What Drones Could Learn from the Problems with Driver less Cars?


At first glance, drones and driver less cars are not like each other.  But the latest iterations of both use advanced AI and machine based learning and are designed to reduce the need or awareness of manned pilots.

Let’s look at cars first,  for example, my wife and her parents both purchased new cars with some AI features build in that use sensors that are located in different areas around the car.   It does not drive itself, but gives you alerts if you wander too far to the side of the road or over the center line.  It has sensors that will alert you if you get within range of another vehicle.  By no means is that an automated vehicle but it does help you be aware of driving too close to other cars, or you are not in the correct position on your lane, and other things.  Both also do things like lower the headlights from high to low as it senses a car coming toward you and within range.  I would call it driver assist.

One step further would be the cars from Tesla,  and later generations of cars that are on the horizon which have further enhancements that allow the car to drive itself with a manned driver ready to take over if needed.  Certainly more advanced than my wife’s car but it still has a steering wheel, and requires a driver to operate the vehicle most of the time or be able to step in if there is a problem.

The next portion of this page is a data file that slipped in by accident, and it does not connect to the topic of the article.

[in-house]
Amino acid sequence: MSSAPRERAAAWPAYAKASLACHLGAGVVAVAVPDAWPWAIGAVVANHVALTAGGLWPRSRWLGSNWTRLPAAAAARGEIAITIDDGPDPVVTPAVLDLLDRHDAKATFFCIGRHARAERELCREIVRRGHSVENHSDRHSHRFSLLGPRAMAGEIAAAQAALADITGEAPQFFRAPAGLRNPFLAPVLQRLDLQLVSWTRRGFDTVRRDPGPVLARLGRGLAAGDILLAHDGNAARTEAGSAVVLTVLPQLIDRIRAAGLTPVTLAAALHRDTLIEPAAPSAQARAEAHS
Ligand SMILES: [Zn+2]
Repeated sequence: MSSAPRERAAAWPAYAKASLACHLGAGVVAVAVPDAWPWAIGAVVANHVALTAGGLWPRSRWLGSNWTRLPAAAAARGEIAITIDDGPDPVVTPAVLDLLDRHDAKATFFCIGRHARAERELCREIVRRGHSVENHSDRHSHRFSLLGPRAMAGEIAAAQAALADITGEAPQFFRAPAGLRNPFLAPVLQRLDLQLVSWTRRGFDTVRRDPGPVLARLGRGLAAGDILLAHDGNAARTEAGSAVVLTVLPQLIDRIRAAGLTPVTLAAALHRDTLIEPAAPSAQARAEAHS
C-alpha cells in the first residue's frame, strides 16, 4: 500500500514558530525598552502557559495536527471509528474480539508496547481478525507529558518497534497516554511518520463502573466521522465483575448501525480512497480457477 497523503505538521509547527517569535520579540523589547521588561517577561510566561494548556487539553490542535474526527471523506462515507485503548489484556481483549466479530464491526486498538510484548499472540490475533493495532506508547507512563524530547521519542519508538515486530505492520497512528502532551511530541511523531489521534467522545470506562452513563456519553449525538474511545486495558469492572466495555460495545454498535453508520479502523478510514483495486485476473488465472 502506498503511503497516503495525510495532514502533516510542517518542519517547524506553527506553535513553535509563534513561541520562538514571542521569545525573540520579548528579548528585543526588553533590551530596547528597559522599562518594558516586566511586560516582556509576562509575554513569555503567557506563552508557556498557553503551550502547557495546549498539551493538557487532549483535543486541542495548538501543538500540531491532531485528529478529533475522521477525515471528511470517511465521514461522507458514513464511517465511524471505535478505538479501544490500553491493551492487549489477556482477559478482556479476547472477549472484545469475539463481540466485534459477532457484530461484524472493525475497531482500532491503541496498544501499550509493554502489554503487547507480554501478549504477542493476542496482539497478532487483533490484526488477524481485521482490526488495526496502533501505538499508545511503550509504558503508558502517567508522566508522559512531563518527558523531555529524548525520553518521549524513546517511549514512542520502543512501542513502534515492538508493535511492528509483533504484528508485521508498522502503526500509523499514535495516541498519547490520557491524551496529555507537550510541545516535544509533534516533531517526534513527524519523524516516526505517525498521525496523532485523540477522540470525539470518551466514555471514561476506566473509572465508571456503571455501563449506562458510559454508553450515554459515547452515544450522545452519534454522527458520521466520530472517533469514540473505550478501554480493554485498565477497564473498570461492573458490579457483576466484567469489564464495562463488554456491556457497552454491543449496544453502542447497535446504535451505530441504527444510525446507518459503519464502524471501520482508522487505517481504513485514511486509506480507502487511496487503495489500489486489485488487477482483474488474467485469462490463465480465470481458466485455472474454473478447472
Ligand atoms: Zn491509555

What about tomorrow?  Many car manufacturers and some transportation companies are working on the concept of the driver less car.  The technology giant Google comes to mind as well major transportation companies that have disrupted the cab business such as Lyft and Uber. General Motors has announced plans as have many other car companies.

These are a step  further,  the design point is that these vehicles have no driver and would transport us or something from point a to point b using a combination of a pre-programmed routes and/or make decisions of what the car does and how it reacts with other objects on the road.  It uses sensors and A/I algorithms to allow it to navigate on it’s own part around other vehicles, people, animals, and moving and stationary objects.

The hyperbole is overwhelming.

The problem is not that the technology does not work, ever,  it just does not work currently 100% of the times with every scenario so that it can be relied upon in every case.   For example a Uber test car killed a pedestrian earlier this year.  A Tesla car also killed another pedestrian that was on auto-pilot.  There is a cost.

Now we have written about AI and drones before.

Drones fly closer to the ground than most aircraft and have to avoid objects that are close to the ground (delivery).  If a drone delivers something to you,  it is usually going to have to get low to do so.

Most of the action takes place between say 100 feet and 400 feet,  still have to contend with objects such as building,  people,  animals, cars and trucks, trees, etc to avoid but far fewer than a car.  Objects can be avoided in 3D rather than 2D,  Drones have the ability to go over or sometimes under objects that cars can not.

Drones now use sense and avoid technology,  and /or can automate some if not all of it’s flights.

It will be important to get it right.

The interim head of the FAA speaking at a recent conference talked about how they need to be intolerant to any problems prior to full airspace integration and I think that he may be right.

 

 

 

CEO DroneLife.com, DroneRacingLife.com, and CMO of Jobfordrones.com. Principle at Spalding Barker Strategies. Proud father of two. Enjoys karate, Sherlock Holmes, and interesting things.



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